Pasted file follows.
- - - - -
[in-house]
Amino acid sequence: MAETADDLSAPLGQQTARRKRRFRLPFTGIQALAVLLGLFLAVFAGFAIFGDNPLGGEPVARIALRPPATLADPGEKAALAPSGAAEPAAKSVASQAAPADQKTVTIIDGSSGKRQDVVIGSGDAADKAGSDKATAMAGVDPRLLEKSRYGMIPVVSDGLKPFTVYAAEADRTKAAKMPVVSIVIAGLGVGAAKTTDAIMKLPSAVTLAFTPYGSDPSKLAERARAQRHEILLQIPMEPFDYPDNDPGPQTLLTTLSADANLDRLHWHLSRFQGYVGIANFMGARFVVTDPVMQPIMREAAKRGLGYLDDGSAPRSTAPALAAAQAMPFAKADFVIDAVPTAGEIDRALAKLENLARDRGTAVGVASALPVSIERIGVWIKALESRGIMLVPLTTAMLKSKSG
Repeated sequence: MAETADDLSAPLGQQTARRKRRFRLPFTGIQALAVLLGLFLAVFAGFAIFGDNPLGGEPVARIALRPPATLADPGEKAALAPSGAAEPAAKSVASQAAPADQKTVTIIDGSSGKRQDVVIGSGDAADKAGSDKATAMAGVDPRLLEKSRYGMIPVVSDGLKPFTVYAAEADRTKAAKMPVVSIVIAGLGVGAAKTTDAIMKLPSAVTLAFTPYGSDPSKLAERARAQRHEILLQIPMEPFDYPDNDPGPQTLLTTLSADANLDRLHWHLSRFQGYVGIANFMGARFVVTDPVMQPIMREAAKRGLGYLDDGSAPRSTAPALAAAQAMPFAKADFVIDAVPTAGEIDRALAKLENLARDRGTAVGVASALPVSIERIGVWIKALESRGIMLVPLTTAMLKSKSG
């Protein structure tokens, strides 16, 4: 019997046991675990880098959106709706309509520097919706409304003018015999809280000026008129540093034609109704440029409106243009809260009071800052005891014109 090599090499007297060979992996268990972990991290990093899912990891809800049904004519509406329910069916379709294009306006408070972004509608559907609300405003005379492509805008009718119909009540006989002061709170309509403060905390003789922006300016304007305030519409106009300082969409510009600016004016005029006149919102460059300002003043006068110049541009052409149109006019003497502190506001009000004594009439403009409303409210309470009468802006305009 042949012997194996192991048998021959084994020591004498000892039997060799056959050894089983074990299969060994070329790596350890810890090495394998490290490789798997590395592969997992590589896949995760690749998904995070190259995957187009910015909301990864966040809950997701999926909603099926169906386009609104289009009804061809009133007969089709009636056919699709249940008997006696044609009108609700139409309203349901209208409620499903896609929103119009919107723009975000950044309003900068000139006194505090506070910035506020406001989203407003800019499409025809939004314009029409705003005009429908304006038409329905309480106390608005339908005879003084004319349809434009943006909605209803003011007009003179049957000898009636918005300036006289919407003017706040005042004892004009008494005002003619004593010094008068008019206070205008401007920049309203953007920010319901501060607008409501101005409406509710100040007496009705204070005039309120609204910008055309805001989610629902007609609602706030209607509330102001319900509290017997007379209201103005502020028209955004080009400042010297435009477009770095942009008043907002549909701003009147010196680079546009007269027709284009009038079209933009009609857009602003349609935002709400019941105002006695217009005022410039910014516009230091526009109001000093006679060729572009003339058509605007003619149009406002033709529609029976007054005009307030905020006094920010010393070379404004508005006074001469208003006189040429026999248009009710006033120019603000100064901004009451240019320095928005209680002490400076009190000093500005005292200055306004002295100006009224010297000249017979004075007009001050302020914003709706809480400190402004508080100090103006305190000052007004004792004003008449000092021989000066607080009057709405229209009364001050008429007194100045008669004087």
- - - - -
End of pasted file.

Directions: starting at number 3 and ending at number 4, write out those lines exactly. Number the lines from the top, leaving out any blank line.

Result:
Repeated sequence: MAETADDLSAPLGQQTARRKRRFRLPFTGIQALAVLLGLFLAVFAGFAIFGDNPLGGEPVARIALRPPATLADPGEKAALAPSGAAEPAAKSVASQAAPADQKTVTIIDGSSGKRQDVVIGSGDAADKAGSDKATAMAGVDPRLLEKSRYGMIPVVSDGLKPFTVYAAEADRTKAAKMPVVSIVIAGLGVGAAKTTDAIMKLPSAVTLAFTPYGSDPSKLAERARAQRHEILLQIPMEPFDYPDNDPGPQTLLTTLSADANLDRLHWHLSRFQGYVGIANFMGARFVVTDPVMQPIMREAAKRGLGYLDDGSAPRSTAPALAAAQAMPFAKADFVIDAVPTAGEIDRALAKLENLARDRGTAVGVASALPVSIERIGVWIKALESRGIMLVPLTTAMLKSKSG
């Protein structure tokens, strides 16, 4: 019997046991675990880098959106709706309509520097919706409304003018015999809280000026008129540093034609109704440029409106243009809260009071800052005891014109 090599090499007297060979992996268990972990991290990093899912990891809800049904004519509406329910069916379709294009306006408070972004509608559907609300405003005379492509805008009718119909009540006989002061709170309509403060905390003789922006300016304007305030519409106009300082969409510009600016004016005029006149919102460059300002003043006068110049541009052409149109006019003497502190506001009000004594009439403009409303409210309470009468802006305009 042949012997194996192991048998021959084994020591004498000892039997060799056959050894089983074990299969060994070329790596350890810890090495394998490290490789798997590395592969997992590589896949995760690749998904995070190259995957187009910015909301990864966040809950997701999926909603099926169906386009609104289009009804061809009133007969089709009636056919699709249940008997006696044609009108609700139409309203349901209208409620499903896609929103119009919107723009975000950044309003900068000139006194505090506070910035506020406001989203407003800019499409025809939004314009029409705003005009429908304006038409329905309480106390608005339908005879003084004319349809434009943006909605209803003011007009003179049957000898009636918005300036006289919407003017706040005042004892004009008494005002003619004593010094008068008019206070205008401007920049309203953007920010319901501060607008409501101005409406509710100040007496009705204070005039309120609204910008055309805001989610629902007609609602706030209607509330102001319900509290017997007379209201103005502020028209955004080009400042010297435009477009770095942009008043907002549909701003009147010196680079546009007269027709284009009038079209933009009609857009602003349609935002709400019941105002006695217009005022410039910014516009230091526009109001000093006679060729572009003339058509605007003619149009406002033709529609029976007054005009307030905020006094920010010393070379404004508005006074001469208003006189040429026999248009009710006033120019603000100064901004009451240019320095928005209680002490400076009190000093500005005292200055306004002295100006009224010297000249017979004075007009001050302020914003709706809480400190402004508080100090103006305190000052007004004792004003008449000092021989000066607080009057709405229209009364001050008429007194100045008669004087």